Figure 1

The dielectric elastomers actuate by means of electrostatic forces applied via compliant electrodes on the elastomer film.

The actuation mechanism illustrated in Fig. 1 was previously shown to have high actuation pressures (0.1 to 2 MPa), fast response times (<1 ms), and potentially high efficiencies (>80 to 90%) (12). A variety of elastomer materials have been investigated, including silicones such as NuSil Technology's CF19-2186 and Dow Corning's HS3. Peak strains of 32% (CF19-2186) and 41% (HS3) were demonstrated, with specific elastic energy densities up to 0.15 J/g for CF19-2186 (12).

We have now conducted experiments that demonstrate extraordinarily high strains, five to six times those previously reported, with higher pressures (up to 7 MPa) and energy densities about 23 times those described earlier. The improvement is due to the identification of a new dielectric actuator material (3M's VHB 4910 acrylic) as well as the application of high prestrain in one planar direction, which enhances electrical breakdown strength and causes the material to actuate primarily in the low-prestrain planar direction. We also present data on applying higher prestrains to improve the performance of previously described silicones. Higher strains and actuation pressures can potentially be exploited to improve a wide range of existing actuator devices (e.g., pumps, motors, robot actuators, generators, and flat-panel loudspeakers) as well as enable new applications (e.g., small flapping-wing vehicles, lifelike prosthetics, noise suppression devices, and biologically inspired robots).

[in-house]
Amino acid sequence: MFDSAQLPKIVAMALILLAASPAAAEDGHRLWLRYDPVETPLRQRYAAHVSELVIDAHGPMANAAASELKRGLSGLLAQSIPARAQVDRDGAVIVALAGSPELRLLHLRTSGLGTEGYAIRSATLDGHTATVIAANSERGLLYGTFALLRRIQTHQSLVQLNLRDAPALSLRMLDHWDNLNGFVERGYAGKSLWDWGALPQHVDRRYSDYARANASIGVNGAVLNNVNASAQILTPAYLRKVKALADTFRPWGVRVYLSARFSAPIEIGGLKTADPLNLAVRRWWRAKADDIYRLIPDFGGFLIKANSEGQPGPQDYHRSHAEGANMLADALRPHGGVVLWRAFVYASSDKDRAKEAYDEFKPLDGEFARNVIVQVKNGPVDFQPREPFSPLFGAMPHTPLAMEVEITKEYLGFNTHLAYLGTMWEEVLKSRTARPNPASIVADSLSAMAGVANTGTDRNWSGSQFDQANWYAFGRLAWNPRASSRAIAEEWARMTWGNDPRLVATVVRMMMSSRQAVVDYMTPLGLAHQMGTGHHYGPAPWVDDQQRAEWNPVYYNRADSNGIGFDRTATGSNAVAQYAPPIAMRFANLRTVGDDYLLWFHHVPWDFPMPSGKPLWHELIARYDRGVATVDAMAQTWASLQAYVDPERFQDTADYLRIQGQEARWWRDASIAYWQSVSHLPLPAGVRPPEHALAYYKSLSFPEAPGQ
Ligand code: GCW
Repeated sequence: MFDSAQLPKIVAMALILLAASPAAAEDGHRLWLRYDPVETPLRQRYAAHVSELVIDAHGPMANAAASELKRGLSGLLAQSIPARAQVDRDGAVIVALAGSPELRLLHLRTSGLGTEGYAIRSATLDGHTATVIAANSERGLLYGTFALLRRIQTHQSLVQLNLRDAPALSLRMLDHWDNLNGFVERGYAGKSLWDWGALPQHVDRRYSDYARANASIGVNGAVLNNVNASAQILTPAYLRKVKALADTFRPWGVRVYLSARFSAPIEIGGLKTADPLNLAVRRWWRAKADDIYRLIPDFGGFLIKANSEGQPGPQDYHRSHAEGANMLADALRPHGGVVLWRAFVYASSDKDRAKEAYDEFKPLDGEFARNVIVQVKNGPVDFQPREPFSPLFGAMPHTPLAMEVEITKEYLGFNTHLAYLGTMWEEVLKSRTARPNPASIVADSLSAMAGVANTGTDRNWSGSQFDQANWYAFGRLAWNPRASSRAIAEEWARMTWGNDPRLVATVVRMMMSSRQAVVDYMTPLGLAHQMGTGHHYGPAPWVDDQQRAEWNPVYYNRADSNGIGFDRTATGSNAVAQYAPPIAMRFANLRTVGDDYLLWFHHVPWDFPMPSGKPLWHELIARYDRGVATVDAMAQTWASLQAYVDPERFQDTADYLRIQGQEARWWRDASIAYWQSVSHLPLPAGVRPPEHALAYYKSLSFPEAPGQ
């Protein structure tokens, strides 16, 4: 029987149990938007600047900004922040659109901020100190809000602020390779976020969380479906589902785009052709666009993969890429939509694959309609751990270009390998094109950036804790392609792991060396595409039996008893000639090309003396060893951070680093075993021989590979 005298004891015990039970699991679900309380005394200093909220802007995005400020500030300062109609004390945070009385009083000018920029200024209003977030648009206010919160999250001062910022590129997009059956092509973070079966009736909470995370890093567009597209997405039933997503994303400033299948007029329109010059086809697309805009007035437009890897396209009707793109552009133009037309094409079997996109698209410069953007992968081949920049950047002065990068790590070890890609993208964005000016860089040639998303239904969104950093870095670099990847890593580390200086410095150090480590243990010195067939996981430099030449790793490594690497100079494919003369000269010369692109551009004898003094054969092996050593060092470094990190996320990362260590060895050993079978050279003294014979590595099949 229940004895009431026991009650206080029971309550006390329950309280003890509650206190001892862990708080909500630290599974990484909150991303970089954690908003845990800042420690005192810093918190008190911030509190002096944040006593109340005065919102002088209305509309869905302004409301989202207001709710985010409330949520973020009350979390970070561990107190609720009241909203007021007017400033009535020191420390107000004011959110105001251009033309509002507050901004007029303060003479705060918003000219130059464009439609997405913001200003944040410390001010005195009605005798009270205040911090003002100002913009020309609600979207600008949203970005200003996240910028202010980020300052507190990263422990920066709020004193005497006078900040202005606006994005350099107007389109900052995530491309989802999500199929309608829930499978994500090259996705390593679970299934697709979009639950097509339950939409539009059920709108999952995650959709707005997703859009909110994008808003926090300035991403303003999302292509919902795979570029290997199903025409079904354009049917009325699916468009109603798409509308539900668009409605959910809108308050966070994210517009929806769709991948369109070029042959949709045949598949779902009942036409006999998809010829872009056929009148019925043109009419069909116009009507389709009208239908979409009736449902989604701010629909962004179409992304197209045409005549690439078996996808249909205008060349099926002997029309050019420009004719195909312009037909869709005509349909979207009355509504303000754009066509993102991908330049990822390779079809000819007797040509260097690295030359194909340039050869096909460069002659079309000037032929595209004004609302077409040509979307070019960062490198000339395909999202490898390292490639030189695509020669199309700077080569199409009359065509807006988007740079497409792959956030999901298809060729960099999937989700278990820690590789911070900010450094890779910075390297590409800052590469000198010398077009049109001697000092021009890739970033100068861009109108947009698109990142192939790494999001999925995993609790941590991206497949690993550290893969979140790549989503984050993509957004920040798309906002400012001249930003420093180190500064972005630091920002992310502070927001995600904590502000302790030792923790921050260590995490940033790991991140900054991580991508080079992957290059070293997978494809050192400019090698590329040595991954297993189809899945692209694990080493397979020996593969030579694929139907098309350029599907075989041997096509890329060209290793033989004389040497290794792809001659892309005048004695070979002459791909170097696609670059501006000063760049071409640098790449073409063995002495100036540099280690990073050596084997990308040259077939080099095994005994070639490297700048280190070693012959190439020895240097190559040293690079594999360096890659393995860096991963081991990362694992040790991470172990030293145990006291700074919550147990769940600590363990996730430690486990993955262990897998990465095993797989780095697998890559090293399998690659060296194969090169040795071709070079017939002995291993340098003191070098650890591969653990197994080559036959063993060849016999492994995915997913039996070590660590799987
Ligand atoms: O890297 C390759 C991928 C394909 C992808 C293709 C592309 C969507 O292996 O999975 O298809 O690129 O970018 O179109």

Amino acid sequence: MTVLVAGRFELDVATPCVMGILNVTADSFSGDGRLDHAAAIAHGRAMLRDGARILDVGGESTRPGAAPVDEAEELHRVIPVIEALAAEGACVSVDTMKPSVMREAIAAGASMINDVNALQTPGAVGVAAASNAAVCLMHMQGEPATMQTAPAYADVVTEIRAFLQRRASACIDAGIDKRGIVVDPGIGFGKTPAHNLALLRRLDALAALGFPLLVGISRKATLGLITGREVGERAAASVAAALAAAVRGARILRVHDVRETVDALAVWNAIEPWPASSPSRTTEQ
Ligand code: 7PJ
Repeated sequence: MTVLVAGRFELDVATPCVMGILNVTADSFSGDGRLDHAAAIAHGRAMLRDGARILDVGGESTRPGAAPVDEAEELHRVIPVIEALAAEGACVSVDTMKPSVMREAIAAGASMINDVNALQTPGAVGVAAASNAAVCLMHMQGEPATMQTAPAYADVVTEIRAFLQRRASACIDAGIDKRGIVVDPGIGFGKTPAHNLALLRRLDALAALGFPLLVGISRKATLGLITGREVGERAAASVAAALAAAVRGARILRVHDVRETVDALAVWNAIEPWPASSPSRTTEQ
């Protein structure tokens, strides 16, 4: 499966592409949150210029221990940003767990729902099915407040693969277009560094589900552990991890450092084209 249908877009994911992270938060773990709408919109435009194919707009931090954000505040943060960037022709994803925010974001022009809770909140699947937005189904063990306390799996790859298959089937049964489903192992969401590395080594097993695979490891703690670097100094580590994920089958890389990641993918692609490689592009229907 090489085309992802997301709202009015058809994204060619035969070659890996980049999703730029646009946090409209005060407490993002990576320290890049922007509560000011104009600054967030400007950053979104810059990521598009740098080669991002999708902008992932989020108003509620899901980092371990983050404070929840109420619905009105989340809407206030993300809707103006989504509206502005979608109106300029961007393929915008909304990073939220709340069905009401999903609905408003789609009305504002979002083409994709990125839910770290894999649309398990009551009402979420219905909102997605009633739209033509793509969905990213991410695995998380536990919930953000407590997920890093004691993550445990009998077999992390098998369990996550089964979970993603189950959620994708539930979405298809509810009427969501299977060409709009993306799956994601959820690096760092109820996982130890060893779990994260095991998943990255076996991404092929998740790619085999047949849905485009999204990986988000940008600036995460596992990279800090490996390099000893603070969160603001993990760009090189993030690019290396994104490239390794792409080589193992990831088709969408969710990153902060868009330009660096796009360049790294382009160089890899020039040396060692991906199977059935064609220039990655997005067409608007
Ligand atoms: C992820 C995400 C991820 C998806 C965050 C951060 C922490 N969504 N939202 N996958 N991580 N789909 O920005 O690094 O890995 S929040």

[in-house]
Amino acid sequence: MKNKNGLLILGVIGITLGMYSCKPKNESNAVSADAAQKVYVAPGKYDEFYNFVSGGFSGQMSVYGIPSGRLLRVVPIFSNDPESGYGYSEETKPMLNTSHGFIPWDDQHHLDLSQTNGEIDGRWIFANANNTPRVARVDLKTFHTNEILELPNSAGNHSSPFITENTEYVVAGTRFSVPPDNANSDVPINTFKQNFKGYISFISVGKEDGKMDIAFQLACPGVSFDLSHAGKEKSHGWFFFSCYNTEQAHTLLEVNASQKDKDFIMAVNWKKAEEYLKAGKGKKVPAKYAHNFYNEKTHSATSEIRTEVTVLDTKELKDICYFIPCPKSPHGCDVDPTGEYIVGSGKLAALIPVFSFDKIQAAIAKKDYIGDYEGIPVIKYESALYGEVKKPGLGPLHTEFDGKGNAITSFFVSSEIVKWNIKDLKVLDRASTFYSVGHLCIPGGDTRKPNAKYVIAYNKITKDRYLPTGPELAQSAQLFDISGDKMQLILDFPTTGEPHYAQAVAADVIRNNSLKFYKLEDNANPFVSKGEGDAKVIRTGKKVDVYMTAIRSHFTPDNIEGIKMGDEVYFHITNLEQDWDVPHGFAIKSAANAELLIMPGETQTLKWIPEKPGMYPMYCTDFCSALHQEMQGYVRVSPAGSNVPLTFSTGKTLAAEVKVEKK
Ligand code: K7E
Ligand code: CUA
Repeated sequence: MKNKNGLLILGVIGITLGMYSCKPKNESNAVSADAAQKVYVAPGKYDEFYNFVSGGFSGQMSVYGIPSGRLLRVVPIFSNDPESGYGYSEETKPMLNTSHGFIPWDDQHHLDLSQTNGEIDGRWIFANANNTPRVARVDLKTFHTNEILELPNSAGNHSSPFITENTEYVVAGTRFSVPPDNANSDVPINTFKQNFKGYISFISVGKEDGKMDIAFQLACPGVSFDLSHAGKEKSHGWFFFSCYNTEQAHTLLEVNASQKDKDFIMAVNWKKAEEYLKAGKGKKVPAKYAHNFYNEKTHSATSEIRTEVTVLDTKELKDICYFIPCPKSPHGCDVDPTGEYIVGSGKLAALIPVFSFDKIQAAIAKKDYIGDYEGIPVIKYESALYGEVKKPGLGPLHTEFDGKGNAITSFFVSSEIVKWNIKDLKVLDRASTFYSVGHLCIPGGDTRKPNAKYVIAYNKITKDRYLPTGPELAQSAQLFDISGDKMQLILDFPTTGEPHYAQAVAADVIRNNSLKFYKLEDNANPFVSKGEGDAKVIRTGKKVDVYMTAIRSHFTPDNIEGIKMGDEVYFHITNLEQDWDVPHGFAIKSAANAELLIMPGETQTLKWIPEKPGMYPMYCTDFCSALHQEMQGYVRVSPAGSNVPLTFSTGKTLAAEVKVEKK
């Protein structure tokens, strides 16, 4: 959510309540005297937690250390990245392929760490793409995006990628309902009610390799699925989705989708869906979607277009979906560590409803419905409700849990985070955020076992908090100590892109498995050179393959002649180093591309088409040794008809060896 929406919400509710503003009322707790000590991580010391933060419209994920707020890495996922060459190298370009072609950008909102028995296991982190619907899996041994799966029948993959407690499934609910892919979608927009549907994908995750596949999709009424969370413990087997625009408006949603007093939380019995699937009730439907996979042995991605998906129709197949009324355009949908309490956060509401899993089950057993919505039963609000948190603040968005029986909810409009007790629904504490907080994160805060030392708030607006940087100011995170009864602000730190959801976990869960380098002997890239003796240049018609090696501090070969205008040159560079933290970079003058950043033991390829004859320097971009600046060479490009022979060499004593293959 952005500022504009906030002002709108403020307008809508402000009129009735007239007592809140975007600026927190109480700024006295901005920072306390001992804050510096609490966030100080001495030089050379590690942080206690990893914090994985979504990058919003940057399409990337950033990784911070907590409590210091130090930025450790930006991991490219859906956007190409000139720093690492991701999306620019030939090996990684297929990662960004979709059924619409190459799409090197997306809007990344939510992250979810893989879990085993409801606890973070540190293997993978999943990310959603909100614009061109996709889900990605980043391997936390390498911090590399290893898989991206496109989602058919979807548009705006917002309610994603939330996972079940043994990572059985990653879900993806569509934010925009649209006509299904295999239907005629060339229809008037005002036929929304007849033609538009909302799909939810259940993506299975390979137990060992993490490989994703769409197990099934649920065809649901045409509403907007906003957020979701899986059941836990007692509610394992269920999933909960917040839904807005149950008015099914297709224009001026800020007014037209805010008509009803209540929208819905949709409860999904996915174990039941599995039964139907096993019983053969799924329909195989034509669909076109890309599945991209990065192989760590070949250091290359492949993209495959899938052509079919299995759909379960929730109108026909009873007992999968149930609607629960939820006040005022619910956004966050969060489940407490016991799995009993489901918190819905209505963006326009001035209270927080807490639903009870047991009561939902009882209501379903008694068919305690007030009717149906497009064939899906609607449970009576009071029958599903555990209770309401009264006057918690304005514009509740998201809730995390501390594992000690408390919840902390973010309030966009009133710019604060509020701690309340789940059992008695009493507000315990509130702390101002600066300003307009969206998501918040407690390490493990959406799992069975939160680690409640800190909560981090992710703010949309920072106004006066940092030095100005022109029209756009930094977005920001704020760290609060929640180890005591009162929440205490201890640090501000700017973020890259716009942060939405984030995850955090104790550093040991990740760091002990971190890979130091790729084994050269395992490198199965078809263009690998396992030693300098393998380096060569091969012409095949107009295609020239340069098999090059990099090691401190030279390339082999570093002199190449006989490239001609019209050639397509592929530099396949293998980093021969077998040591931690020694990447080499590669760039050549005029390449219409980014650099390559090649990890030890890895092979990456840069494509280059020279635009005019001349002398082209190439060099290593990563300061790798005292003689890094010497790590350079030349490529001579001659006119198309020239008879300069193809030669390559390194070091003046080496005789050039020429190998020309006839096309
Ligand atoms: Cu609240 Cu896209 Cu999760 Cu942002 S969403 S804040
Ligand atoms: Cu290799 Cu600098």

The compression and stretching modes of actuation are mechanically coupled for most elastomers because, at the stresses of interest, the elastomer volume is essentially fixed (the bulk modulus is much higher than the modulus of elasticity Y). We can use our electrostatic model to show that the effective compressive stress,p, compressing the film in thickness (13) isEmbedded Image(1)where ɛ is the relative dielectric constant of the material, ɛo is the permittivity of free space (8.85 × 10−12 F/m), and E is the electric field (volts per meter). The effective compressive stress in Eq. 1 is twice the stress normally calculated for two rigid, charged capacitor plates, because in an elastomer the planar stretching is coupled to the thickness compression. We refer to the stress in Eq. 1 as an effective stress because, strictly speaking, it is the result of both compressive stress acting in the thickness direction and tensile stresses acting in the planar directions. The compressive and tensile stresses are mechanically equivalent in a thin film to a single compressive stress acting in the thickness direction according to Eq. 1.